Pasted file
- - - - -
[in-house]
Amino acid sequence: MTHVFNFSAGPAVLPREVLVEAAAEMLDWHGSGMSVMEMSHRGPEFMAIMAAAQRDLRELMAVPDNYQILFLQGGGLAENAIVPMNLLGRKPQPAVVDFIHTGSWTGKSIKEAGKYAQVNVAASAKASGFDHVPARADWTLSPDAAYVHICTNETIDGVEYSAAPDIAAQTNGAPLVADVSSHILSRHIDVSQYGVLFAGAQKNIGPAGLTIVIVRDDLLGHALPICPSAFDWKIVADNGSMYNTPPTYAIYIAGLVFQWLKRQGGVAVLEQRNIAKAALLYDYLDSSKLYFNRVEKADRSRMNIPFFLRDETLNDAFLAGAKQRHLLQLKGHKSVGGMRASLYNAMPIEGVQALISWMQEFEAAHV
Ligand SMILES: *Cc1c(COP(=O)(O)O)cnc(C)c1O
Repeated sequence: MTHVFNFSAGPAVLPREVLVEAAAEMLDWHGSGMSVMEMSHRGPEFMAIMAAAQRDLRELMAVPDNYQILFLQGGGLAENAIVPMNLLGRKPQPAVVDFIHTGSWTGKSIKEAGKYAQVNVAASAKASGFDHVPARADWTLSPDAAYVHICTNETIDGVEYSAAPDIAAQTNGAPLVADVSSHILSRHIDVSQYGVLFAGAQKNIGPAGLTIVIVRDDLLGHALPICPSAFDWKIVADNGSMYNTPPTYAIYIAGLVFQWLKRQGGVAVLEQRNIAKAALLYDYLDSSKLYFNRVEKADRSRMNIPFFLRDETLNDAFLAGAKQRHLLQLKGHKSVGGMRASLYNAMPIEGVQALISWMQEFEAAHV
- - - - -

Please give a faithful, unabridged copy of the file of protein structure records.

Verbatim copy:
[in-house]
Amino acid sequence: MTHVFNFSAGPAVLPREVLVEAAAEMLDWHGSGMSVMEMSHRGPEFMAIMAAAQRDLRELMAVPDNYQILFLQGGGLAENAIVPMNLLGRKPQPAVVDFIHTGSWTGKSIKEAGKYAQVNVAASAKASGFDHVPARADWTLSPDAAYVHICTNETIDGVEYSAAPDIAAQTNGAPLVADVSSHILSRHIDVSQYGVLFAGAQKNIGPAGLTIVIVRDDLLGHALPICPSAFDWKIVADNGSMYNTPPTYAIYIAGLVFQWLKRQGGVAVLEQRNIAKAALLYDYLDSSKLYFNRVEKADRSRMNIPFFLRDETLNDAFLAGAKQRHLLQLKGHKSVGGMRASLYNAMPIEGVQALISWMQEFEAAHV
Ligand SMILES: *Cc1c(COP(=O)(O)O)cnc(C)c1O
Repeated sequence: MTHVFNFSAGPAVLPREVLVEAAAEMLDWHGSGMSVMEMSHRGPEFMAIMAAAQRDLRELMAVPDNYQILFLQGGGLAENAIVPMNLLGRKPQPAVVDFIHTGSWTGKSIKEAGKYAQVNVAASAKASGFDHVPARADWTLSPDAAYVHICTNETIDGVEYSAAPDIAAQTNGAPLVADVSSHILSRHIDVSQYGVLFAGAQKNIGPAGLTIVIVRDDLLGHALPICPSAFDWKIVADNGSMYNTPPTYAIYIAGLVFQWLKRQGGVAVLEQRNIAKAALLYDYLDSSKLYFNRVEKADRSRMNIPFFLRDETLNDAFLAGAKQRHLLQLKGHKSVGGMRASLYNAMPIEGVQALISWMQEFEAAHV